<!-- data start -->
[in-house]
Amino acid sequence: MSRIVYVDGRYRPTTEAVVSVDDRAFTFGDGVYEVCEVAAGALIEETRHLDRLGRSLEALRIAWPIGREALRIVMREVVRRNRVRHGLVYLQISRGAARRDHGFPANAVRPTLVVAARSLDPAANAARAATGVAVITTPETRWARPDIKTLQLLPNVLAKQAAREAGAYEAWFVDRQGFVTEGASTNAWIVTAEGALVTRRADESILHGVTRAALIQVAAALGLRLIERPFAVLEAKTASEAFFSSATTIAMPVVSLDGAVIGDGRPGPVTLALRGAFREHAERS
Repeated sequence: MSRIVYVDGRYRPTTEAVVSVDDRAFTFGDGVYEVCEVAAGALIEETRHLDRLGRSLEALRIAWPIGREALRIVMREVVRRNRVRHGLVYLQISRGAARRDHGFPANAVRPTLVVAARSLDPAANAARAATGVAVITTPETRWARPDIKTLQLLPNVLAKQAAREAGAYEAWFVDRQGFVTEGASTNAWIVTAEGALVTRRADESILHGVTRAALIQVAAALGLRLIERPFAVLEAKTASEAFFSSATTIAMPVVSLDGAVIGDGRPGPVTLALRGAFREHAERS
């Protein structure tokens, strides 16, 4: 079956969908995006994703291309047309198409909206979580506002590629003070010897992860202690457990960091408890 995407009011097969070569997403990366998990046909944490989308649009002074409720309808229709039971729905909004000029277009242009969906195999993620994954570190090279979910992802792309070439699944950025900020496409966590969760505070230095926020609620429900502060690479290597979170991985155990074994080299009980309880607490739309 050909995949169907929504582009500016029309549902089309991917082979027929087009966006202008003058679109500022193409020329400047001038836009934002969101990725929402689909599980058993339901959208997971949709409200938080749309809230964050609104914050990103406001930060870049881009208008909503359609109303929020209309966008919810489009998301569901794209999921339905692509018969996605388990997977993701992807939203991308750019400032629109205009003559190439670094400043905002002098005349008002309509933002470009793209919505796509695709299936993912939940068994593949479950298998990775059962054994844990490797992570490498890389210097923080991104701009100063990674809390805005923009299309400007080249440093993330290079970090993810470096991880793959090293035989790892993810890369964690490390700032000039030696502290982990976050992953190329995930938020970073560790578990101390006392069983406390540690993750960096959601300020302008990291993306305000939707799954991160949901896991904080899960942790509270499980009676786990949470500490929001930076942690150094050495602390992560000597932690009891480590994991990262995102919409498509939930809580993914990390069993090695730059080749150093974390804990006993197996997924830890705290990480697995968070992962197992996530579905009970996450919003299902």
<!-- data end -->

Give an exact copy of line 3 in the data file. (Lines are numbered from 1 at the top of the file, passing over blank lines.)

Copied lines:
Repeated sequence: MSRIVYVDGRYRPTTEAVVSVDDRAFTFGDGVYEVCEVAAGALIEETRHLDRLGRSLEALRIAWPIGREALRIVMREVVRRNRVRHGLVYLQISRGAARRDHGFPANAVRPTLVVAARSLDPAANAARAATGVAVITTPETRWARPDIKTLQLLPNVLAKQAAREAGAYEAWFVDRQGFVTEGASTNAWIVTAEGALVTRRADESILHGVTRAALIQVAAALGLRLIERPFAVLEAKTASEAFFSSATTIAMPVVSLDGAVIGDGRPGPVTLALRGAFREHAERS